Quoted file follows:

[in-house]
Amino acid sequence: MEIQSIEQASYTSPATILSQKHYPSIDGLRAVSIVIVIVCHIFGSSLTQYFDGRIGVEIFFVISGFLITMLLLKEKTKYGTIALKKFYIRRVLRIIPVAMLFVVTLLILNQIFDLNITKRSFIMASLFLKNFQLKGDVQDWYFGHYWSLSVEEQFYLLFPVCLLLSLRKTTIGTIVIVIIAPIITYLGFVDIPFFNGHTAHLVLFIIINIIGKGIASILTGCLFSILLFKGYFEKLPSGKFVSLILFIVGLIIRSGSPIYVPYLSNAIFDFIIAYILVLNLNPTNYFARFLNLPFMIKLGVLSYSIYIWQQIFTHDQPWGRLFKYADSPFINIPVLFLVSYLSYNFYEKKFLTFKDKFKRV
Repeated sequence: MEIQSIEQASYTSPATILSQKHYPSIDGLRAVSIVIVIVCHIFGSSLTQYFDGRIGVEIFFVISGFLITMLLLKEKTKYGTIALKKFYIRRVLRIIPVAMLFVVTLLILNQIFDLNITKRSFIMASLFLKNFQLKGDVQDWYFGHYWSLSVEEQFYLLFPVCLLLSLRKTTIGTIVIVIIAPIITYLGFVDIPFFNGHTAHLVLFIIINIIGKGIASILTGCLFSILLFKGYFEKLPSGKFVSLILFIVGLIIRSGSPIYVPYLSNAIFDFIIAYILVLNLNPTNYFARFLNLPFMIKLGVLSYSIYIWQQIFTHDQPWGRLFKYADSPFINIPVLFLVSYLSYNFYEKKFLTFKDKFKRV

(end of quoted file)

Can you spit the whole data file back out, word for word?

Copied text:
[in-house]
Amino acid sequence: MEIQSIEQASYTSPATILSQKHYPSIDGLRAVSIVIVIVCHIFGSSLTQYFDGRIGVEIFFVISGFLITMLLLKEKTKYGTIALKKFYIRRVLRIIPVAMLFVVTLLILNQIFDLNITKRSFIMASLFLKNFQLKGDVQDWYFGHYWSLSVEEQFYLLFPVCLLLSLRKTTIGTIVIVIIAPIITYLGFVDIPFFNGHTAHLVLFIIINIIGKGIASILTGCLFSILLFKGYFEKLPSGKFVSLILFIVGLIIRSGSPIYVPYLSNAIFDFIIAYILVLNLNPTNYFARFLNLPFMIKLGVLSYSIYIWQQIFTHDQPWGRLFKYADSPFINIPVLFLVSYLSYNFYEKKFLTFKDKFKRV
Repeated sequence: MEIQSIEQASYTSPATILSQKHYPSIDGLRAVSIVIVIVCHIFGSSLTQYFDGRIGVEIFFVISGFLITMLLLKEKTKYGTIALKKFYIRRVLRIIPVAMLFVVTLLILNQIFDLNITKRSFIMASLFLKNFQLKGDVQDWYFGHYWSLSVEEQFYLLFPVCLLLSLRKTTIGTIVIVIIAPIITYLGFVDIPFFNGHTAHLVLFIIINIIGKGIASILTGCLFSILLFKGYFEKLPSGKFVSLILFIVGLIIRSGSPIYVPYLSNAIFDFIIAYILVLNLNPTNYFARFLNLPFMIKLGVLSYSIYIWQQIFTHDQPWGRLFKYADSPFINIPVLFLVSYLSYNFYEKKFLTFKDKFKRV